As one of the most unsung corners of Scotland, Angus has plenty to offer visitors, from fantastic historical sights to amazing local cuisine. Located just 12 miles north of Dundee is the quaint village of Glamis, which is well-known for its collection of beautiful 18th century cottages which make it an outstanding conservation area. As well as being a lovely place to stay, Glamis has a number of attractions within the surrounding area which make it a great place to holiday. Here’s a guide to things to do in Glamis and the immediate area.
Historical Things to Do
Glamis Castle is the main reason why people head to this wonderful village. Although there is over 1,000 years worth of history to discover here, the castle is primarily known for being the childhood home of HM Queen Elizabeth The Queen Mother and the birthplace of her second daughter HRH Princess Margaret. It is easily one of Scotland’s most stunning castles with its fairy tale turrets, towers and conical roofs against the impressive backdrop of the Grampian mountains. A tour of the castle will take you through the royal apartments, dining room and drawing room, among many others. The grounds are worthy of a stroll by themselves, especially the formal Italian Garden and the Macbeth Trail; the castle was the setting of Shakespeare’s tragedy. You should also visit the castle’s Victorian Kitchen Restaurant which serves delicious meals using the best local produce, some of it from the castle grounds itself.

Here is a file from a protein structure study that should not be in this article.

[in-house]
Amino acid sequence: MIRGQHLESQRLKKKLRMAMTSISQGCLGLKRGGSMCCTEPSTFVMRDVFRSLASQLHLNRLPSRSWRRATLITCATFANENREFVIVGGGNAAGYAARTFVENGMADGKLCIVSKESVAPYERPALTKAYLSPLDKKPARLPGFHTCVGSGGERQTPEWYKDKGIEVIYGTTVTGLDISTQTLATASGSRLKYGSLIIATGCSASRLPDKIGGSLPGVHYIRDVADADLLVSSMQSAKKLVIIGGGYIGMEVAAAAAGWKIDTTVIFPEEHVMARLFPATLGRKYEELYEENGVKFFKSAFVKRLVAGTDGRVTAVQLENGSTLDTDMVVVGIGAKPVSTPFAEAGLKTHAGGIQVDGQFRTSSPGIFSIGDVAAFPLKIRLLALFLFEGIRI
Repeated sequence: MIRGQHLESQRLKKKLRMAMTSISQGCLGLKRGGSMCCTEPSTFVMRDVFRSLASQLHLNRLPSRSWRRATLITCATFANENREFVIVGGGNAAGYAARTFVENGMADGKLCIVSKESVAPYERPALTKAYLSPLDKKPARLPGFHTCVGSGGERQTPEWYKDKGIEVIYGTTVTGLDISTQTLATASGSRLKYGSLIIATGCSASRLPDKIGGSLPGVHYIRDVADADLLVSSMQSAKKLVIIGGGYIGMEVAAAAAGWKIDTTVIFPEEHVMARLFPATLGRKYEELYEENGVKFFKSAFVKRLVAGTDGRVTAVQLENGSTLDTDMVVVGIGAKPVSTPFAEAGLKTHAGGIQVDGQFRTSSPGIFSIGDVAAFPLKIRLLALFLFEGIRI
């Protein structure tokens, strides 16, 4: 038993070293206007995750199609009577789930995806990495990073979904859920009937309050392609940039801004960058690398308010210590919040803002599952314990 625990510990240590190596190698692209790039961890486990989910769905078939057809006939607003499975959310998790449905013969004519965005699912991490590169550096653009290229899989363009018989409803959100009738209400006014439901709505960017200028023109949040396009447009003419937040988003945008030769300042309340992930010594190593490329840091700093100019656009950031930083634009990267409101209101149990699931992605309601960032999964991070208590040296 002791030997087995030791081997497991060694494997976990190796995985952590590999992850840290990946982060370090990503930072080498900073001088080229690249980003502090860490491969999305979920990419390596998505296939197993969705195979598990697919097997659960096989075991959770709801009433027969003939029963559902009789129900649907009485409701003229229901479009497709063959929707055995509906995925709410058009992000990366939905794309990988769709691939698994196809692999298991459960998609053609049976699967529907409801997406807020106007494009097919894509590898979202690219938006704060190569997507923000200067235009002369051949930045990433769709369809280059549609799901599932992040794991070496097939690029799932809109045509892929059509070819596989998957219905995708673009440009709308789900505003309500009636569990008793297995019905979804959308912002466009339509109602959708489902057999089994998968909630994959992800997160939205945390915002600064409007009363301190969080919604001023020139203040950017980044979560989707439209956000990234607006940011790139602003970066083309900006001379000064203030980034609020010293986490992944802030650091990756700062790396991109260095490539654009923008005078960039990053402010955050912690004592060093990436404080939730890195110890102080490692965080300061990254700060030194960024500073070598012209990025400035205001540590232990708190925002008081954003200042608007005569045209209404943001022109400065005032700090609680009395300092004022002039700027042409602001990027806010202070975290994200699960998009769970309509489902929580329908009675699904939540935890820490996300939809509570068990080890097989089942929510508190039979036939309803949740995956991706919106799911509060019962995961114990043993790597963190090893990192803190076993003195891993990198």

Dotted around the eastern side of Scotland are a number of stones dating back to between the 6th and 9th centuries. These stones are the most visible evidence of the Picts, a group of Celts who lived in the area during the late Bronze and early Medieval Ages. It was during these centuries that the Picts converted to Christianity. The stones are intricately carved with a number of mysterious symbols which have perplexed archaeologists and academics for years. If you’re interested in seeing these stones, there are a few dotted in and around Glamis, including the Glamis manse, Hunter’s Hill, Eassie and St. Orland’s stones.
Outdoor Things to Do
Forfar Loch Country Park
Located just a ten-minute drive from Glamis, Forfar Loch Country Park is a wonderful place to escape to the countryside. There is a four-kilometre route around the park which is suitable for all levels of walkers and gives plenty of opportunities for wildlife spotting; otters, foxes, roe deer and kingfishers can regularly be seen by visitors as well as fishing osprey during the summer.
The Cateran Ecomuseum
Describing itself as a museum without walls, the Cateran Ecomuseum in Alyth is situated on the 500-million-year-old Highland Boundary Fault – the geological feature that separates the Scottish Highlands and the Lowlands – an area with is steeped in history. The numerous sites that the museum encompasses tells the stories of the people, places and events which have taken place in the area over the centuries. You will discover and learn about legends of King Arthur and the Irish Giant Finn mac Cumhaill, events relating to the Jacobite rebellion, and stories of the Caterans themselves, the Highland clan warriors who were mostly associated with cattle raiding.